Comparing the BI Accelerator (f.k.a. HPA) to Traditional RDBMS Technology
NW 2004s comprises a new BI accelerator (BIA), formerly known as High Performance Analytics (HPA). This new functionality allows to boost the performance of multi-dimensional queries (of NW2004s BI, i.e. BW) by factors rather than just margins. At the same time, it reduces the administrator’s efforts to achieve such outrageous performance to a minimum, especially in comparison to traditional performance-enhancing methods like precomputed structure such as database indexes or aggregates (a.k.a. materialized views or summary tables). For a more detailed description on the BI accelerator refer to an article published in the October 2005 issue of SAP Insider.
In this weblog, I’d like to quickly touch a question that many might have in mind when looking at this new technology: why the heck is this so much faster in comparison to traditional RDBMS products? Can’t the latter be similarly fast if there is
- sufficient main memory,
- and maybe even column-oriented and compressed structures like bitmap indexes?
These three are often cited to be among the major sources of performance used within the BI accelerator. There are more than just those three – like the absence of rollback and logging mechanisms or processing technology tailored towards NW BI’s star schema – but, below, I will focus on those three.
Well, in principal, traditional RDBMS have a certain amount of technology in place that – in the mid- to long-term – could be evolved into something similar as the BIA has to offer. Let us simply consider a bitmap index. The latter can be regarded as a compressed representation of a table column (in theory, a bitmap index can cover more than one column but, in reality, this makes hardly sense). Its predominant advantage is that it can be easily combined with other bitmap indexes (e.g. on the same table) through bit operations. So, theoretically, a table or parts of it can be completely represented by a set of bitmaps. Bitmaps can be highly compressed and should thus fit into main memory. Data parallelism in this context is also straightforward.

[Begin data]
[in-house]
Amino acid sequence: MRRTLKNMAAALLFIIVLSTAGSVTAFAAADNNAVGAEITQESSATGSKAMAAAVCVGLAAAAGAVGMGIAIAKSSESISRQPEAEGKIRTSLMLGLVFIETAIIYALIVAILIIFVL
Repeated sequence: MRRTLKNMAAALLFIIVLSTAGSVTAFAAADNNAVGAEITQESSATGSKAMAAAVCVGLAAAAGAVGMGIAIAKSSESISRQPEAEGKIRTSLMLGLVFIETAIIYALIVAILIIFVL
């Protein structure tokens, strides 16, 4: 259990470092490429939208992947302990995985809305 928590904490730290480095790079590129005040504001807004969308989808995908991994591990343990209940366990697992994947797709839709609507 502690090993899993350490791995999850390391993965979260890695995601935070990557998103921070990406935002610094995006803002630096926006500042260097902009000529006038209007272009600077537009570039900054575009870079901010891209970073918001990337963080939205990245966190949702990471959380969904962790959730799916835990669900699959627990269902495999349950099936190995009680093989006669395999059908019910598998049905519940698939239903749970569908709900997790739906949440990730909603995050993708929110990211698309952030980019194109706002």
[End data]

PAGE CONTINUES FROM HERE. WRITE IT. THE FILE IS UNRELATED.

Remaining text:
So: what hinders an RDBMS to get there? Take a typical star join approach in which bitmaps are used to propagate the selectivity to the fact table that originates in the filters that are defined on a number of dimensions. Imagine filters YEAR=2005 and CITY='London'. Each filter in itself has a lower selectivity than the combination of the filters. In this example, it is likely that two bitmaps, one for each filter, would be merged to create the list of rows in the fact table that need to be aggregated. At exactly this moment, a switch from a column-oriented towards a row-oriented approach takes place. Subsequently, processing is row-oriented with all its overhead due to unnecessary I/O: just consider a fact table with 20 key figures (measures) out of which only 2 are relevant to the actual query. In the end, the values of all 20 key figures are transported from disk to main memory and from there towards the CPU. Only there, 18 out of the 20 will be discarded. The same argument applies to dimension columns that are not relevant to the actual query.
The above describes only one amongst various situations where the traditional RDBMS approach falls behind. This doesn’t mean that they are all that bad. They are simply so much more generic that the BI accelerator can ever be. In other words: the BIA constitutes a highly specialized approach targeting multi-dimensional query processing which is predominant in BI systems and which is therefore worthwhile even at the expense of loosing some qualities. They are simply not required in that context.